Neville W Goodman
Retired Consultant Anaesthetist, Bristol, UK; email@example.com
Databases such as PubMed and programmes such as Google’s Ngram Viewer allow the measurement of the prevalence of words and how those prevalences have changed over time.
They also allow comparisons of the uses of words in medical English and more general English.
Many words that are disapproved of in style guidesincreased in prevalence between 1975 and 2010 (“up-words”).
Some, such as option or options and impacts (as a verb), were up-words also on Ngram; but others, such as words with the root address (which have increased 27-fold in PubMed), were not up-words on Ngram.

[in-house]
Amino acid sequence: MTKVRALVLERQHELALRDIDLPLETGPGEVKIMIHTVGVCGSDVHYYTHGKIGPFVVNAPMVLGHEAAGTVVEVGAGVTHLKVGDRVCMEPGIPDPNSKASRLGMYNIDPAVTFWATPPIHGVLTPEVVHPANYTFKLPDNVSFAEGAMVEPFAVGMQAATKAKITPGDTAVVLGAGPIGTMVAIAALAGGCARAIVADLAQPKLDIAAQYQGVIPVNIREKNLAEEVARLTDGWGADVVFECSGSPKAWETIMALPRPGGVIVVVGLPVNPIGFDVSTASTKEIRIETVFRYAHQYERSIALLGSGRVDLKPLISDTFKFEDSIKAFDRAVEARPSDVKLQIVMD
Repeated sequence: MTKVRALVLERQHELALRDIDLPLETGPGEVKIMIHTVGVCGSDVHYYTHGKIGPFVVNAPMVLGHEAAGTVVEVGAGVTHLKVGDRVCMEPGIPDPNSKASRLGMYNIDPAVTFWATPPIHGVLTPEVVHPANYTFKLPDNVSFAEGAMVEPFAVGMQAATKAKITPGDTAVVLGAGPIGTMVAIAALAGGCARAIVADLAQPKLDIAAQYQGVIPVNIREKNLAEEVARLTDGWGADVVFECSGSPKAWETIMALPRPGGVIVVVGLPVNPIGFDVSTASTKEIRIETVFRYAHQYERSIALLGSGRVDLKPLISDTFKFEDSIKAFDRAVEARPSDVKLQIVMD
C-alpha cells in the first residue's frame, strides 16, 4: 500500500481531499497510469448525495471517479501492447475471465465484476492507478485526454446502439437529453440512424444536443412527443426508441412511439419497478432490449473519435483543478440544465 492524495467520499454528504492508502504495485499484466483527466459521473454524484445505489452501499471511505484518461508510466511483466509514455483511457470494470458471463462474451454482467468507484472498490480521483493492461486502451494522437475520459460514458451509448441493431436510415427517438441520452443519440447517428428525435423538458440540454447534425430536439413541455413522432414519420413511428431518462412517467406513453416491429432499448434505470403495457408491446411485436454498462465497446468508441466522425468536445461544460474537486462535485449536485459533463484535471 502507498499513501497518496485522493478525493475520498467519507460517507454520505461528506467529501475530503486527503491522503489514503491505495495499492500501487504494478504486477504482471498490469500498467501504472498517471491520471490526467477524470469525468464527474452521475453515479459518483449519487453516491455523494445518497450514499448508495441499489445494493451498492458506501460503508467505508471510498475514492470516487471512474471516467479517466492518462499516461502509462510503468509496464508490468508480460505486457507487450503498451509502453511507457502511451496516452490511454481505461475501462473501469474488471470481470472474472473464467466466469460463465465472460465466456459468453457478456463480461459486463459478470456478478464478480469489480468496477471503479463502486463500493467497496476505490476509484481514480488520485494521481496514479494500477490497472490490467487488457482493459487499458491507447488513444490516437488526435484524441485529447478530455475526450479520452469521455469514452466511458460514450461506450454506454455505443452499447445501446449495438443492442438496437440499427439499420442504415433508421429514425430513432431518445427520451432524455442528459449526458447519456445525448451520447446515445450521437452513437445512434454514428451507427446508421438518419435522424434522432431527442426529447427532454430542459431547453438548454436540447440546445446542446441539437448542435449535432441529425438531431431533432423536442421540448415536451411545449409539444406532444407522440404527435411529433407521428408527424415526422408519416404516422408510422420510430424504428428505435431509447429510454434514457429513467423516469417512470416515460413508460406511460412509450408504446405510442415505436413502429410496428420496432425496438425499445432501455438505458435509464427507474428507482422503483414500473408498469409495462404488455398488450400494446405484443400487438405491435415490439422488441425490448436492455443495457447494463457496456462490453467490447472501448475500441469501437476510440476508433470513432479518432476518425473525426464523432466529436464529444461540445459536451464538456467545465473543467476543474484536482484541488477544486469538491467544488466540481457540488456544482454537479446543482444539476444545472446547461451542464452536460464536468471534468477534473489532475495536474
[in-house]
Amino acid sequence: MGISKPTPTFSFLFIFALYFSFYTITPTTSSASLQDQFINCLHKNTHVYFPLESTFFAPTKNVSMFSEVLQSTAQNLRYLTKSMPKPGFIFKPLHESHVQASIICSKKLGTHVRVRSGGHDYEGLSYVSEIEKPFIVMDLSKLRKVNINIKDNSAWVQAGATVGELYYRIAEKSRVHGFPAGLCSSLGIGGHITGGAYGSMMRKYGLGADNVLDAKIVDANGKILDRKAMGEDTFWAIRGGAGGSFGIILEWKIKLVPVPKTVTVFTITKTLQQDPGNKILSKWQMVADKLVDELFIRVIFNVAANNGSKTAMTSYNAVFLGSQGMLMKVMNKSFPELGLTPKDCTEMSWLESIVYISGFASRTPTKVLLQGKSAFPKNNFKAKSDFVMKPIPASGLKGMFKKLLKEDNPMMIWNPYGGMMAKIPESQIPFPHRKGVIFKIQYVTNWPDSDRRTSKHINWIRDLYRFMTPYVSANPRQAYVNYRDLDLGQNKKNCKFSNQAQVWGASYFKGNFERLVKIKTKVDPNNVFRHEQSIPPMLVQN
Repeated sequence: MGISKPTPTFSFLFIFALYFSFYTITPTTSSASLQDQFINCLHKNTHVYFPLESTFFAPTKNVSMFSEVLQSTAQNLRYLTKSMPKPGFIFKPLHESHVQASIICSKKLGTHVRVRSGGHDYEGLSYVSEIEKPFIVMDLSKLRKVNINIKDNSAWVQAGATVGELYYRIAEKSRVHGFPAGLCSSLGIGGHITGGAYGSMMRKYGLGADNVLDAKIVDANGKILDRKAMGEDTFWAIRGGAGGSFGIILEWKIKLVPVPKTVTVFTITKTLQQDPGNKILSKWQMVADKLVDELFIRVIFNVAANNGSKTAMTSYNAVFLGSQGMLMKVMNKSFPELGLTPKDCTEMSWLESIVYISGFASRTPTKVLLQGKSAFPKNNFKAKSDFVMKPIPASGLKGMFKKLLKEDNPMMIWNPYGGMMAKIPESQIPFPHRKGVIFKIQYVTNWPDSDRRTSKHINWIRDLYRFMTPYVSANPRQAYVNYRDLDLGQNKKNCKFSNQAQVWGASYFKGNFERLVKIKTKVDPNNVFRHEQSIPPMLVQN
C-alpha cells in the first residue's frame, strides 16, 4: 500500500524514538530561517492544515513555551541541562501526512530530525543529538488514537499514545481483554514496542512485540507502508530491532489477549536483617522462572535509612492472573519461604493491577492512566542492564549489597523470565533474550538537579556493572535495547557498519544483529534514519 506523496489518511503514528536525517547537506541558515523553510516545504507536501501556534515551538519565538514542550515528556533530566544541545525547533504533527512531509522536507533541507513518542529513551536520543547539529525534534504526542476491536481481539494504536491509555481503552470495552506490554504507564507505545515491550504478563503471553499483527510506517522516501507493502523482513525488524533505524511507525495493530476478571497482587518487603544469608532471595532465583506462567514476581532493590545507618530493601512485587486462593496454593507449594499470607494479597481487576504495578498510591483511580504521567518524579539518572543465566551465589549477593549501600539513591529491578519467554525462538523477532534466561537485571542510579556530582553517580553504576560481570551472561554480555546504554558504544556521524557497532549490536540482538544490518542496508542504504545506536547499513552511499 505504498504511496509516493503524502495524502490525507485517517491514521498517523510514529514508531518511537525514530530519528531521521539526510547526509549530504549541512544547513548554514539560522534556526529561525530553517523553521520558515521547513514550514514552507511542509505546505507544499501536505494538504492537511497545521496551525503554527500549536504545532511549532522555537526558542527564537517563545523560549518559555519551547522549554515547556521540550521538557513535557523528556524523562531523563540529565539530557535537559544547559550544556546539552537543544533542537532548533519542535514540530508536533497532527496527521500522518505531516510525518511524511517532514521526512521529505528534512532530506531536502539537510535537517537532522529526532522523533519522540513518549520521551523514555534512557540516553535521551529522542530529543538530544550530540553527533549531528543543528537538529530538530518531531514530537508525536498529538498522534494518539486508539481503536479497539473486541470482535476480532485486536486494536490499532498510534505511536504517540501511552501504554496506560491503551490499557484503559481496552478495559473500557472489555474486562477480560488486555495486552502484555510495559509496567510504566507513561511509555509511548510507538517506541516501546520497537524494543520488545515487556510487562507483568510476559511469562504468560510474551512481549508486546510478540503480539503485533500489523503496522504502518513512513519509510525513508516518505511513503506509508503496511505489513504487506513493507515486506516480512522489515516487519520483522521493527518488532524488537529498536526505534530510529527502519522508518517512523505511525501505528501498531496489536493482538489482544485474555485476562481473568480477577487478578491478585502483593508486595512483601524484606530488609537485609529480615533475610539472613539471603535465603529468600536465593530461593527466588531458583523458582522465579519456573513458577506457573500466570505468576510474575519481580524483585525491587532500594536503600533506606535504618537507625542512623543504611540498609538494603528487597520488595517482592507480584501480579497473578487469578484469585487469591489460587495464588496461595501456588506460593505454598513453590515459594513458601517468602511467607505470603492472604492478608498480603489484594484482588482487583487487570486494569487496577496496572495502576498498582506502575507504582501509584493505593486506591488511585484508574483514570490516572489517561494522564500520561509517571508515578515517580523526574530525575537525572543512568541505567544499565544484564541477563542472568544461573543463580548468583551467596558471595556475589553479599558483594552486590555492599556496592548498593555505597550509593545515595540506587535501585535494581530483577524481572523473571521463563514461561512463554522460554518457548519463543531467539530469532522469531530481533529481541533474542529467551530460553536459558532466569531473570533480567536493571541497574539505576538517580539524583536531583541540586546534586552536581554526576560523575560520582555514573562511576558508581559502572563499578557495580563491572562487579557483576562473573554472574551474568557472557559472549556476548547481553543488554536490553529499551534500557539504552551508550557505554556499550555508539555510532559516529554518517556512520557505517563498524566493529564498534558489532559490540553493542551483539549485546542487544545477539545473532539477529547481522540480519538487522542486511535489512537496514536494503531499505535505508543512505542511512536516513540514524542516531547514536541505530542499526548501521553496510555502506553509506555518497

In general, the ratio of the disapproved to the approved of any pair of synonyms was higher in PubMed than on Ngram: for example, the ratio of raised to elevated was 0.25 in PubMed and 20 on Ngram; the ratio of given to administered was 1.5 in PubMed and 57 on Ngram. The relative synonym use can be expressed as a single figure, that is, raised to elevated was 83 times greater on Ngram than in PubMed; and given to administered was 38 times greater. For most of the pairs of synonyms for which comparisons were possible, the difference between general English and medical English has increased since 1930, when raised to elevated was three times greater on Ngram, and given to administered nine times greater.
As long as medical authors gain nothing by writing more simply and clearly, it will be difficult to stop or reverse the increasing complexity of medical prose.